I have often heard something that could be true in some cases, perhaps urban myth in others, which is that much of the "Indian" food found in run-of-the-mill U.S. Indian restaurants is actually Pakistani, because the Pakistanis are prolific restauranteurs in the States. And I ate my share of Indian in America that was surely tailored to the American palate, as many foreign cuisines are. On the other hand, I will travel from Italy to London just to go to the great curry houses. Maybe the problem is simply worldwide inconsistency of quality with curries...

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Bill Klapp

bklapp@egullet.com

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Agree with the Indian curry haters.

Looks & smells like baby poop.

Doesn't matter if you order chicken, lamb or beef curry, it's all overcooked to a greasy, mushy, musty, murky flavored glop.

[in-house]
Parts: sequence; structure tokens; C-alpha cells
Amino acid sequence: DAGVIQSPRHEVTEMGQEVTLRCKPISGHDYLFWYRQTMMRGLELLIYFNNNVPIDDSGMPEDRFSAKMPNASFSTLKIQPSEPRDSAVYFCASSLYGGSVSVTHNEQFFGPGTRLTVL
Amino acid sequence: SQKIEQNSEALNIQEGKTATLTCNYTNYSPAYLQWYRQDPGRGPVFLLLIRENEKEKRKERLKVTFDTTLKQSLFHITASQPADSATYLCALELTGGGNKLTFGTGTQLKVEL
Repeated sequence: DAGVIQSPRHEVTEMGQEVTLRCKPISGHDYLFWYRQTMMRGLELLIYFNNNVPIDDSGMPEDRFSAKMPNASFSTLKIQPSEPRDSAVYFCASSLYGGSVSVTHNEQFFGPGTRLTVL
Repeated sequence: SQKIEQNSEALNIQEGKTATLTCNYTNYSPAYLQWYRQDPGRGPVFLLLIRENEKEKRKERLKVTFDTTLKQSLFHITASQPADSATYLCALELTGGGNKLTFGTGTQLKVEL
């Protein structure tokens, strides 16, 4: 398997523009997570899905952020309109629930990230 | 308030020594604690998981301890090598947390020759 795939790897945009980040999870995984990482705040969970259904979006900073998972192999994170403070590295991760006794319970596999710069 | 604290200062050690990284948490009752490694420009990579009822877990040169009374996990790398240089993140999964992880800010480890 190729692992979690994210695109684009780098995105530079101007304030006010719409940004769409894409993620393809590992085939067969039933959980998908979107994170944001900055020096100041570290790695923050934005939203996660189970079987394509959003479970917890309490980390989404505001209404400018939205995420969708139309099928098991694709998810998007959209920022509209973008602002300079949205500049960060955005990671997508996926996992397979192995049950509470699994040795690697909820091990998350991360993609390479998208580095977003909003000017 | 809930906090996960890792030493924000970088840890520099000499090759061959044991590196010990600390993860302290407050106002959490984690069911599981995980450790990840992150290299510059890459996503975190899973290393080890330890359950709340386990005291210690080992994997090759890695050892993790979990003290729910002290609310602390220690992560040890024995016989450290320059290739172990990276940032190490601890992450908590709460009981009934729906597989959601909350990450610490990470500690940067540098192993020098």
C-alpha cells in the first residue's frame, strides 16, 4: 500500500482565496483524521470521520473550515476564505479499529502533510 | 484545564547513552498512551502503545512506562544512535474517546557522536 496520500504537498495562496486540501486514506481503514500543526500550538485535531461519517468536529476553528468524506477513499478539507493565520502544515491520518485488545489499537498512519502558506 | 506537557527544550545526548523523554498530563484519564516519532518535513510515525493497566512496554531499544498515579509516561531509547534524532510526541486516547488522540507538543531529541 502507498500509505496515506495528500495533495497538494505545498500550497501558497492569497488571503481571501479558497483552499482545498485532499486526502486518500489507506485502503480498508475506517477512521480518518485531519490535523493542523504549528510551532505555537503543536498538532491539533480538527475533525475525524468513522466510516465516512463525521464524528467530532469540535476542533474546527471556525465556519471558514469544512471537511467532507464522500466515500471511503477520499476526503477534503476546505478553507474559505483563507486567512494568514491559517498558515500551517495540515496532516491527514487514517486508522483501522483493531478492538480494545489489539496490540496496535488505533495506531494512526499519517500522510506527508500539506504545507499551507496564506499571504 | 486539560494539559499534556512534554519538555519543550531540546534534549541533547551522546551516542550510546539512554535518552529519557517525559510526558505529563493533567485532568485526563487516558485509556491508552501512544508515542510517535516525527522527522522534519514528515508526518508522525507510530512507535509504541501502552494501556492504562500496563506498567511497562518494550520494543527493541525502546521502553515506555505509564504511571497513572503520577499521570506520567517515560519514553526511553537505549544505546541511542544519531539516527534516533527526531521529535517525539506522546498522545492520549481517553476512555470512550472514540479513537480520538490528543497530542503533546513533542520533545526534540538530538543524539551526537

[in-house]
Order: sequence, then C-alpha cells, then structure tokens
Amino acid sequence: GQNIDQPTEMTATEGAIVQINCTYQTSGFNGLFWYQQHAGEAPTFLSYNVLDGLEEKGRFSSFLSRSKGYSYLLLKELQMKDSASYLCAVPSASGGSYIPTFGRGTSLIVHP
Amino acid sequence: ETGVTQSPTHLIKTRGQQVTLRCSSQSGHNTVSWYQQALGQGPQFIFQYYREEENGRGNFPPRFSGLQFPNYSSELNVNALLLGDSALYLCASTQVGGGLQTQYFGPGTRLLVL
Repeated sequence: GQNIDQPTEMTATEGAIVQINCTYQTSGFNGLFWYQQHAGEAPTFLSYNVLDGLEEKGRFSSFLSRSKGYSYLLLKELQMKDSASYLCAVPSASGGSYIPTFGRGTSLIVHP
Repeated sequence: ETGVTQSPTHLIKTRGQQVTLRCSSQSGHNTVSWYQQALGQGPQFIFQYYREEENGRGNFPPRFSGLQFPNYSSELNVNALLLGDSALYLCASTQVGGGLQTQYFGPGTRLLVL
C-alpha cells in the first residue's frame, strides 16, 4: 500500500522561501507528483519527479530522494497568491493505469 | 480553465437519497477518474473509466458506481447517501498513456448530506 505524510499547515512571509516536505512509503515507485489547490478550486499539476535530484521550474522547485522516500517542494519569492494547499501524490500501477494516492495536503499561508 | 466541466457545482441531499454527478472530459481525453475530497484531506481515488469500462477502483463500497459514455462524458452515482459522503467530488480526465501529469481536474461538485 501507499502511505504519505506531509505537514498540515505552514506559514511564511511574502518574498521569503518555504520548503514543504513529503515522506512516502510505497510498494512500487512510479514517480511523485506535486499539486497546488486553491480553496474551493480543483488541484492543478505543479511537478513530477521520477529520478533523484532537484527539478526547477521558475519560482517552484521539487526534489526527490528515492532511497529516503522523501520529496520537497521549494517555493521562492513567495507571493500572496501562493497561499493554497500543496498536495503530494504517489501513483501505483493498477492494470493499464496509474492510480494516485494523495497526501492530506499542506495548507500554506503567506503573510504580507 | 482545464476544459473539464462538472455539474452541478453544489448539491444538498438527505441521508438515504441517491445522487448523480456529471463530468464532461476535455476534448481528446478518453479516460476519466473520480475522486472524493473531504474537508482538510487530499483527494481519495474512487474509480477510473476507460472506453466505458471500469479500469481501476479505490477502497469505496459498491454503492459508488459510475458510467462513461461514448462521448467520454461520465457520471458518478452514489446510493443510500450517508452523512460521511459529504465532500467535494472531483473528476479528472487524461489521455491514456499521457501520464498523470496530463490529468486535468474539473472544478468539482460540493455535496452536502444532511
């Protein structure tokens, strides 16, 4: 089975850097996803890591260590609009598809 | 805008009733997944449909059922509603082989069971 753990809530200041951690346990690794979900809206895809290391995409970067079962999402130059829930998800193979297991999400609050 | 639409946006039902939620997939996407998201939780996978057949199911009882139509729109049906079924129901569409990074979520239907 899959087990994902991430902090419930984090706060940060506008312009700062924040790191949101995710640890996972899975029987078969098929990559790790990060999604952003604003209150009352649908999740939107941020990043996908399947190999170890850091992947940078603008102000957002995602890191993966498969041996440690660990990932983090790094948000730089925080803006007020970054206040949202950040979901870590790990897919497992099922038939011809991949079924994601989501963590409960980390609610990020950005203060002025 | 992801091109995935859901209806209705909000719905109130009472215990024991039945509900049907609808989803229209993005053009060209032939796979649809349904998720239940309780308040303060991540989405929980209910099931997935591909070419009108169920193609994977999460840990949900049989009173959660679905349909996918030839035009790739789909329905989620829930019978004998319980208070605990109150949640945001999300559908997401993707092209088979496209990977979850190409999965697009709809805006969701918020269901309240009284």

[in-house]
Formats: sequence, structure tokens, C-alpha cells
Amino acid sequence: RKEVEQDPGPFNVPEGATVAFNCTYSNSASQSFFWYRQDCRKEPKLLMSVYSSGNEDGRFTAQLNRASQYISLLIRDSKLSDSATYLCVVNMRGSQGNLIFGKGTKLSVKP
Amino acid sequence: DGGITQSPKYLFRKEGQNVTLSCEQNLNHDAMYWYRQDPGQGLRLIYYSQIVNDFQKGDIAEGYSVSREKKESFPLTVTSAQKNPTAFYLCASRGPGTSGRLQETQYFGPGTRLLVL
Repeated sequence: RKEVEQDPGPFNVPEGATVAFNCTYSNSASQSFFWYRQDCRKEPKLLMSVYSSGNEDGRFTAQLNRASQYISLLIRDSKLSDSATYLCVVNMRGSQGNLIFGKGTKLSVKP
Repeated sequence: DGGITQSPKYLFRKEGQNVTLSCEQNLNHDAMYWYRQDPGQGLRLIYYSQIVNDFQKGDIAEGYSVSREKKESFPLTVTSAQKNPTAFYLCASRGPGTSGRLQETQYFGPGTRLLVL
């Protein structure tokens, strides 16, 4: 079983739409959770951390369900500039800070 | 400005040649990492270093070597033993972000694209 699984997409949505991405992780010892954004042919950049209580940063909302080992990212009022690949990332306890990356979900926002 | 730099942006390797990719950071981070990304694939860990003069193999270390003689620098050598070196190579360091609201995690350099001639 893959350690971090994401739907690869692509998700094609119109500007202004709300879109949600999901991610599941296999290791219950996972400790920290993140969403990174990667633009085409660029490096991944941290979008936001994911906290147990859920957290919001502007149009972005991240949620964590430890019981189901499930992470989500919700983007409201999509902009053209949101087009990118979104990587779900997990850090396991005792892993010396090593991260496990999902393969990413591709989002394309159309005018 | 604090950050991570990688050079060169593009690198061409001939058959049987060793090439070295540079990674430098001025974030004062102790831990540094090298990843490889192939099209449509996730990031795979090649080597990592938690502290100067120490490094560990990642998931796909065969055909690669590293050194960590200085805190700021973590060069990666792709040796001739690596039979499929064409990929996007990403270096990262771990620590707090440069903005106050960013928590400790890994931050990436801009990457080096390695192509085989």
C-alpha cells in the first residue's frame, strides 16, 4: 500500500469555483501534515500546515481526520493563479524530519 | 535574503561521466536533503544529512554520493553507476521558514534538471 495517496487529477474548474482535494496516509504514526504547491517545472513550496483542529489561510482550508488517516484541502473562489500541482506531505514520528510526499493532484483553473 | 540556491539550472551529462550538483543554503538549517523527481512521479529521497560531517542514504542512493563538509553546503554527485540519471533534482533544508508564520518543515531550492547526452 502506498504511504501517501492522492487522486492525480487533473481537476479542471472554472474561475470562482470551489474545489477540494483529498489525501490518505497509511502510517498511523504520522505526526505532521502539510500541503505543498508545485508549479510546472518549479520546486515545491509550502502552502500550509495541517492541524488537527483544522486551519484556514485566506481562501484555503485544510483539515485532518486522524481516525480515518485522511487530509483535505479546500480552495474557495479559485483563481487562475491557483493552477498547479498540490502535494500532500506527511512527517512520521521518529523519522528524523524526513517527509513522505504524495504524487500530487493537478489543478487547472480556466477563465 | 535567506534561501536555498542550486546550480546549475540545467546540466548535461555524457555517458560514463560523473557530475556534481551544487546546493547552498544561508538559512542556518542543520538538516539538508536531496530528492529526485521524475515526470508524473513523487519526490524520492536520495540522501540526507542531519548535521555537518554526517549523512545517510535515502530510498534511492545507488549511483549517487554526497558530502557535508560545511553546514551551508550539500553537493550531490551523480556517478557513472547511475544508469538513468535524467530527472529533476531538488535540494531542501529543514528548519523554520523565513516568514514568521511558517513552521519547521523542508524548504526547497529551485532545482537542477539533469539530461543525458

The worse aspect of Indian curries is the strong & funky body odor smell.

. . . .

I have to admit that I'm another who is confused by this sort of generalization.

I've had a lot of Indian curries, and although some have been murky/harshly-seasoned, with a dog's-breakfast sort of texture and appearance, others were cleanly, beautifully rendered, with a luscious texture and seamless, velvety seasoning. The basic seasoning palette was recognizably similar at both ends of this spectrum, so the handling of the ingredients is obviously key (along with personal feelings about them; if you don't like X, any detectable presence of it is going to be disliked).

I once had a boss who was from Northern india, and his contention was that (at least in NYC) the majority of of Indian restaurants served a lot of Northern Indian dishes, but were staffed by poorly paid workers from Southern India, who did not have a good feel for what they were cooking, and were too underpaid to care, anyway, the result being what my boss described as '...disgusting food, don't eat it'.